It’s restructuring timePresident Park Geun-hye has named economic vitality as her top priority for 2015 and vowed to establish the foundations of an era of $40,000 per capita income for Korea. Her remarks translate into a pledge to overcome low growth by reigniting the pilot light of our economic engine and pave the way to becoming a truly advanced economy. We fully share her sense of desperation and determination to put our lackluster economy back on track.
However, determination and pledges alone can hardly solve the Gordian Knot. The Korean economy has been suffering from the chronic problems of low birthrates, a rapidly ageing population and high costs, coupled with a long slump. In order to turn the economy around, the government must tackle extremely tough challenges like a massive restructuring of the public and private sectors and a colossal revamping of our economic fundamentals.
The government has lowered its estimated growth potential from 4 percent to 3.8 percent. But most economic research agencies forecast estimates in the mid-3 percent range. Even that conservative number can’t be achieved, they warn, if external factors adversely affect our economy and if the government fails on the structural reform front. Standard & Poor’s has even come up with the dire prediction that our growth rate may plunge to 2.3 percent under a worst-case scenario.
The world economy is awash in bad trends, except for the rebounding U.S. economy. Thomson Reuters, the news agency, attributes global jitters to several factors like Russia’s crisis over plummeting oil prices, Uncle Sam’s raising of interest rates, a hard landing for China’s economy and a recurrence of financial woes in the eurozone. All of these pose threats to our economy. Despite some potential benefits from the fall in petroleum prices, we cannot be so happy about that trend as it leads to lower prices in the short term, which in Korea’s case could build deflationary pressure.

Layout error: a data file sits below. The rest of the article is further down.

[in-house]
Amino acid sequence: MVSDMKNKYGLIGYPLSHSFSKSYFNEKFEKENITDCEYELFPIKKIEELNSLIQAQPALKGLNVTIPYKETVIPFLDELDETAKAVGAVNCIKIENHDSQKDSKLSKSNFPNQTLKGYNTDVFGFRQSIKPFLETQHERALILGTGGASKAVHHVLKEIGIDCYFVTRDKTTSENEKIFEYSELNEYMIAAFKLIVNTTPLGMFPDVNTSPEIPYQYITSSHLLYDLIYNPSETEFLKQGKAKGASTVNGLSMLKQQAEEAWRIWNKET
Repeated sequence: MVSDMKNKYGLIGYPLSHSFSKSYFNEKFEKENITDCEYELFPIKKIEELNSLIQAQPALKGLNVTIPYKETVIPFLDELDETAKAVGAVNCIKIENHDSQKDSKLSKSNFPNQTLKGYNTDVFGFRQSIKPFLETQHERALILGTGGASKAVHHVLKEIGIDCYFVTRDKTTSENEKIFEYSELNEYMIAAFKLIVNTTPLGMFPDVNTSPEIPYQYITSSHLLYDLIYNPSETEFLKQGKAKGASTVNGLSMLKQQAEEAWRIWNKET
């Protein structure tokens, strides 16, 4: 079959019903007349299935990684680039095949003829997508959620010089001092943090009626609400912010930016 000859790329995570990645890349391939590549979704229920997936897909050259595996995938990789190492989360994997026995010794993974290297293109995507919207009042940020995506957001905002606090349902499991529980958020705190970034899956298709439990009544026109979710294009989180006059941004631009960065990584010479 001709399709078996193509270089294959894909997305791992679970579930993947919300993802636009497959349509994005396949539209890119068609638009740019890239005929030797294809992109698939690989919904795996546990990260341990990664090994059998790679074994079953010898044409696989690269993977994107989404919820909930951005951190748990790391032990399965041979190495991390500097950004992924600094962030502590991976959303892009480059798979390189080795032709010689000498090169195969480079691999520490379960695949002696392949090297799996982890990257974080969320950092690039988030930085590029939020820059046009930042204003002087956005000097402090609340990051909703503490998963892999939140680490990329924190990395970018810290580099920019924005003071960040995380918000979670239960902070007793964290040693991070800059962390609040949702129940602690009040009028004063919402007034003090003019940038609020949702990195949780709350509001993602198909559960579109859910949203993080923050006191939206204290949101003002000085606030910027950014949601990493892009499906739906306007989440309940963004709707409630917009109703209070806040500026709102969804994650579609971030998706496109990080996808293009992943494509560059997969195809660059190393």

Under such circumstances, it is not going to be easy to push restructuring. But the government cannot delay. It already promised to kick off a full-fledged restructuring from this year. Reforms of the public sector and labor markets have already begun. What is important here is a leader’s strong dedication to reform and a sure course of action. If a commander-in-chief’s resolution is shaken - and if the action plans are not backed by a carefully choreographed sequence - the job can never get done. With no major elections scheduled, this year is the last chance for the president to kick-start her economic mission.
JoongAng Ilbo, Jan. 2, Page 30